The man in the story recounted a Thanksgiving when his family had no money and no food and someone came knocking on their door and brought them a huge box of food, a giant turkey, and even pans to cook it in. The stranger said that he knew they needed help from a friend of theirs and that they had no choice and were going to take the box. The experience had a profound effect on the man's life as he grew up and he vowed that one day he would do well enough financially so that he could return the favor to someone else. He started his Thanksgiving ritual when he was 18 years old. He would buy food for a few families, dress up as a delivery man, then go to the poorest neighborhood and knock on a few doors. He always included a note about his Thanksgiving experience as a kid. All he asked in the note was that the receiver would take good enough care of themselves that one day they could do the same thing for someone else.
He and his new wife were in New York away from their families one Thanksgiving and she was really sad because she wanted to be decorating the tree and house for Christmas at home. He said, " Why don't we decorate some lives today instead of some old trees?"
The couple proceeded to buy several weeks worth of food and get a bus ride into the bronx to give food away to families who really needed it. They fed seven families for 30 days. They made a huge difference in people's lives on that holiday. I want to be a person that can help other people. I commit to doing something like this with my family one day. This kind of behavior is so rare and it is really sad.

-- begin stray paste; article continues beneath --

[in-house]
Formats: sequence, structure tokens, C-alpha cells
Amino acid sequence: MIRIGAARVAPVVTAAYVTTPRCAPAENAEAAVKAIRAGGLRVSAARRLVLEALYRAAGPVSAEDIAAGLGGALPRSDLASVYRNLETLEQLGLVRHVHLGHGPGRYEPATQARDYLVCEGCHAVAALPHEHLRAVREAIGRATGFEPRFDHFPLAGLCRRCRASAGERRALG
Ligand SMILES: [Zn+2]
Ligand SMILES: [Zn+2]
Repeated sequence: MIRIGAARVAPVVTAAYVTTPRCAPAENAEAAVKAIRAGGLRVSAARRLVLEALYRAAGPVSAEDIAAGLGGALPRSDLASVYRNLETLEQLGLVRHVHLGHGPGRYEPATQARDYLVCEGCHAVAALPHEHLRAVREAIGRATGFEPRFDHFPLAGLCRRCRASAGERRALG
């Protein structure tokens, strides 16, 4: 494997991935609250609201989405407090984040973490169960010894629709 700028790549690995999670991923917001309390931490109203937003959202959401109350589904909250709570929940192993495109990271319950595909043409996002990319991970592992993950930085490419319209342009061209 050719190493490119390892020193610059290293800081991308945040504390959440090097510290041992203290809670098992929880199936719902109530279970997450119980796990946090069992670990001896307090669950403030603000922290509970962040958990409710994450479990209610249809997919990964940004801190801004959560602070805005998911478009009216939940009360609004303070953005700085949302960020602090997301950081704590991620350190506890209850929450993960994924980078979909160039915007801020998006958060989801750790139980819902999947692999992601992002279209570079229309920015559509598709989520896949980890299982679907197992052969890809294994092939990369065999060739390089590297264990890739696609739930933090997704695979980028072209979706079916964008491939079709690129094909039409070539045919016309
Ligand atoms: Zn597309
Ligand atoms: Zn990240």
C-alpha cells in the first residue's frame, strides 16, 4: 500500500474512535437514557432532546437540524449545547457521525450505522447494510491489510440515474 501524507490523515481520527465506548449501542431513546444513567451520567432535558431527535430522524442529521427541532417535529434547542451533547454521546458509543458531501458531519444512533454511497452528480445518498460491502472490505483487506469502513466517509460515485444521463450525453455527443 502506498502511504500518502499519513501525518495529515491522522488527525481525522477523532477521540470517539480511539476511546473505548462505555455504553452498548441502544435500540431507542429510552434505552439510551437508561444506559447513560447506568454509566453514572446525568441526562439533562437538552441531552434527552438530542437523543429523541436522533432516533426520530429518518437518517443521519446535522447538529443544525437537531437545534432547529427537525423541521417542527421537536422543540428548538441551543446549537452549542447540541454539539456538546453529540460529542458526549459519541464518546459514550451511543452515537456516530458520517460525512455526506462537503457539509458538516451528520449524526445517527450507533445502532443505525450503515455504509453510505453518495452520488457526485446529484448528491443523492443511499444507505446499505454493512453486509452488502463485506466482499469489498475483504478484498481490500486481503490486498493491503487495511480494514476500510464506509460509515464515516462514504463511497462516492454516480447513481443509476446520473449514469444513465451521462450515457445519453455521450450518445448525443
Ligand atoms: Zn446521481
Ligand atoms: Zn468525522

Reading the book today also really prompted me to step up in a situation that I almost didn't take action in. A few weeks ago, my father met a woman on an airplane who has a daughter that just recently had her leg amputated because of cancer. This girl is 17 and was a highly competitive gymnast before the amputation. My dad told her that I had experienced some adversity in my life and that they should connect us to talk. This girl wants to get a prosthetic that will help her tumble again and also wants to do some motivational speaking. During my year as Miss Rodeo Montana, I had been the keynote speaker for SOAR (Students Organized Against Risks) and had spoken at numerous banquets and events.
The girl had emailed me and it took me a week and a half to get back to her because I felt emotionally frail and wasn't sure how to handle the situation. But we are corresponding now and I am really going to befriend this girl. I gave her some advice on how to get into motivational speaking and how to stay positive through difficult times. Reading the story today on helping others has got me thinking about how I can help this girl and be a good friend to her. I almost missed out on this opportunity because I was so focused on my own life and day to day meaningless activities and stress. I am excited for our friendship to progress and I want to find other ways to help people. So much of life is take, take, take, me, me, me, and I don't want to get sucked into that.
Well, the man in brown is bringing me a new Droid today. But I'm going to remember all of the lessons I learned away from my cell phone and work on being a more loving, unselfish, focused, and productive person! Have a great week my friends!!